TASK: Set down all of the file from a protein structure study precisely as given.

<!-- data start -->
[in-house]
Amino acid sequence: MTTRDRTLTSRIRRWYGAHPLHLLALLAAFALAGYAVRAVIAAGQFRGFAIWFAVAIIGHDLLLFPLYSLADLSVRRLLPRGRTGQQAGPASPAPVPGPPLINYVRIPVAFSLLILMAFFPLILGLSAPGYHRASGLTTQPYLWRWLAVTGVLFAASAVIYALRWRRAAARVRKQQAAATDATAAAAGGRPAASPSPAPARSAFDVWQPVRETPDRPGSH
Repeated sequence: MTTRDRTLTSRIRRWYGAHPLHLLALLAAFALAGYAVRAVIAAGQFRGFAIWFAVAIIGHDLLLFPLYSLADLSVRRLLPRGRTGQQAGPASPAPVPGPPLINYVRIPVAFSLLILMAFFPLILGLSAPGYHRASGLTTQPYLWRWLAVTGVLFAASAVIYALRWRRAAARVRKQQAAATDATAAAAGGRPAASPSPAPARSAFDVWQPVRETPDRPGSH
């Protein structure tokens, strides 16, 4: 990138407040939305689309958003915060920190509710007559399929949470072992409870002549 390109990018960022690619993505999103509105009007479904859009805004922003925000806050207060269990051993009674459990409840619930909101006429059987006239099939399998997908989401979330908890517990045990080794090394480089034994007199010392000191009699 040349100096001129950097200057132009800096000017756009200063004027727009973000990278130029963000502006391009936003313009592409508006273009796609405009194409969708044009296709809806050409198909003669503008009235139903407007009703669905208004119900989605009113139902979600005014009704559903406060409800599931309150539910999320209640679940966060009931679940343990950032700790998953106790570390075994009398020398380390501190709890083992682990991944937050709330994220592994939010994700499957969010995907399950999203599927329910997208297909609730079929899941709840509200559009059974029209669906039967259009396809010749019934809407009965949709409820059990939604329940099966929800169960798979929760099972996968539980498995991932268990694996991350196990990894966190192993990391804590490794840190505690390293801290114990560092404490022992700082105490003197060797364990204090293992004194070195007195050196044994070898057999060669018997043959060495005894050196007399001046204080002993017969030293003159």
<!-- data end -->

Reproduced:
[in-house]
Amino acid sequence: MTTRDRTLTSRIRRWYGAHPLHLLALLAAFALAGYAVRAVIAAGQFRGFAIWFAVAIIGHDLLLFPLYSLADLSVRRLLPRGRTGQQAGPASPAPVPGPPLINYVRIPVAFSLLILMAFFPLILGLSAPGYHRASGLTTQPYLWRWLAVTGVLFAASAVIYALRWRRAAARVRKQQAAATDATAAAAGGRPAASPSPAPARSAFDVWQPVRETPDRPGSH
Repeated sequence: MTTRDRTLTSRIRRWYGAHPLHLLALLAAFALAGYAVRAVIAAGQFRGFAIWFAVAIIGHDLLLFPLYSLADLSVRRLLPRGRTGQQAGPASPAPVPGPPLINYVRIPVAFSLLILMAFFPLILGLSAPGYHRASGLTTQPYLWRWLAVTGVLFAASAVIYALRWRRAAARVRKQQAAATDATAAAAGGRPAASPSPAPARSAFDVWQPVRETPDRPGSH
């Protein structure tokens, strides 16, 4: 990138407040939305689309958003915060920190509710007559399929949470072992409870002549 390109990018960022690619993505999103509105009007479904859009805004922003925000806050207060269990051993009674459990409840619930909101006429059987006239099939399998997908989401979330908890517990045990080794090394480089034994007199010392000191009699 040349100096001129950097200057132009800096000017756009200063004027727009973000990278130029963000502006391009936003313009592409508006273009796609405009194409969708044009296709809806050409198909003669503008009235139903407007009703669905208004119900989605009113139902979600005014009704559903406060409800599931309150539910999320209640679940966060009931679940343990950032700790998953106790570390075994009398020398380390501190709890083992682990991944937050709330994220592994939010994700499957969010995907399950999203599927329910997208297909609730079929899941709840509200559009059974029209669906039967259009396809010749019934809407009965949709409820059990939604329940099966929800169960798979929760099972996968539980498995991932268990694996991350196990990894966190192993990391804590490794840190505690390293801290114990560092404490022992700082105490003197060797364990204090293992004194070195007195050196044994070898057999060669018997043959060495005894050196007399001046204080002993017969030293003159």